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If you are a healthcare professional, ask yourself – do some electronic health records (EHR) retrieve slower than others?  If so, chances are these records a very large within the database.

Now, most of us go to the doctor once a year for a regular check up, maybe twice if you catch a cold, or the flu.  However, there are people out here, mainly the elderly, who go several times a week because they need attention, or monitoring of some sort, because of this their electronic health record (EHR) can get quite large.    In the electronic health record (EHR) there is what is called an “Encounter”, basically this is the record of your office, ED, or hospital visit.  This is where the doctor places their notes of the visit, any special instructions, the vitals the nurse took, and medications that maybe prescribed along with a myriad of other health related data.  That’s a lot of information.

The issue of the large electronic health record (EHR) is more and more prevalent as the use of the electronic health record (EHR) becomes more widespread.  This issue can be directly tracked back to the database and its limitation, it is a known fact that ever since the inception of the database, and large record retrieval has been a programming issue and the bane of database developers worldwide.  Data base programming is limited, and wholly inefficient, when storing and retrieving large files and/or records.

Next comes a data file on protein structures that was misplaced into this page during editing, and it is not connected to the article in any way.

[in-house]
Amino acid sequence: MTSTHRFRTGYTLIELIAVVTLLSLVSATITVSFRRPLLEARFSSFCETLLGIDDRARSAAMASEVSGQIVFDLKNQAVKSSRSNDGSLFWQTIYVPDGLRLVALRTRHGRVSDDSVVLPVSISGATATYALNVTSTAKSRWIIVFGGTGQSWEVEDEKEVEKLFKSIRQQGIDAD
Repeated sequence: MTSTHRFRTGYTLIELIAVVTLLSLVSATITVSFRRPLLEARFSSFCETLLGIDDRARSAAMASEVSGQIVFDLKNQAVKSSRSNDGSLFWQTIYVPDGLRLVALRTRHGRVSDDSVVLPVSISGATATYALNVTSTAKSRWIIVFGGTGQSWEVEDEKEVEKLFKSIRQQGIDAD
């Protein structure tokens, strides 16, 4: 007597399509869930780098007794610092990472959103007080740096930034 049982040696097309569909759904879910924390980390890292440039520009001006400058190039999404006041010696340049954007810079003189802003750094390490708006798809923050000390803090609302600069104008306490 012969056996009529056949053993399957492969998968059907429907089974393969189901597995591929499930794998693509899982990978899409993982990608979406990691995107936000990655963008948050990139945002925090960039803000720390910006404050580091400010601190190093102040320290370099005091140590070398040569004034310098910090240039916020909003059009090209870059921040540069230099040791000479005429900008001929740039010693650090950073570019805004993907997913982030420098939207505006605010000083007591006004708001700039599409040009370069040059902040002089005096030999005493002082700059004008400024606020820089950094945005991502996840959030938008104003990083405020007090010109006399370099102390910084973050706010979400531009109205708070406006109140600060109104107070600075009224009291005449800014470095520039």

The database is all about storage and retrieval.  I am not going to delve into the “guts” per se of the database file itself, but suffice to say that if the software and database designers’ did a proper job, all this information is “split” across several databases in order to cut down on the retrieval time.  You may be thinking, “That’s just crazy, wouldn’t one database be more efficient?”  Simply put it is not more efficient.  I assure you this is a proven design method.  The smaller the database the faster the information can be processed.  However, when the information for a specific record grows beyond the capabilities of the database, and it takes what feels like forever for that record to spring onto the screen, there is a way around it.

Although the electronic health record (EHR) is necessary the health care field is beginning to see database limitations, and sometimes the old ways can be re-adopted in order to help ease some of the burdens of time.  Remember, in the “old days,” when a patient had a paper chart 5 inches thick?  What happened? You split the chart.  Well, this is what I am seeing in the electronic health record (EHR) community when large charts become a hindrance to the health care professional.

Thit is but one issue, and when adopting the benefits of technology, you also take on its limitations concerning networking, processing, crashes, updates and the myriad of other issues.

Until a new method of storing and retrieving data or some brilliant 14 year old discovers a way around these issues this particular problem will always be with us.  No matter how productive technology may make us, there are still limitations to that technology and we must find ways to work around, and with them.

IT Background? Why a Health IT Job May Be More Difficult To Land Than Previously Thought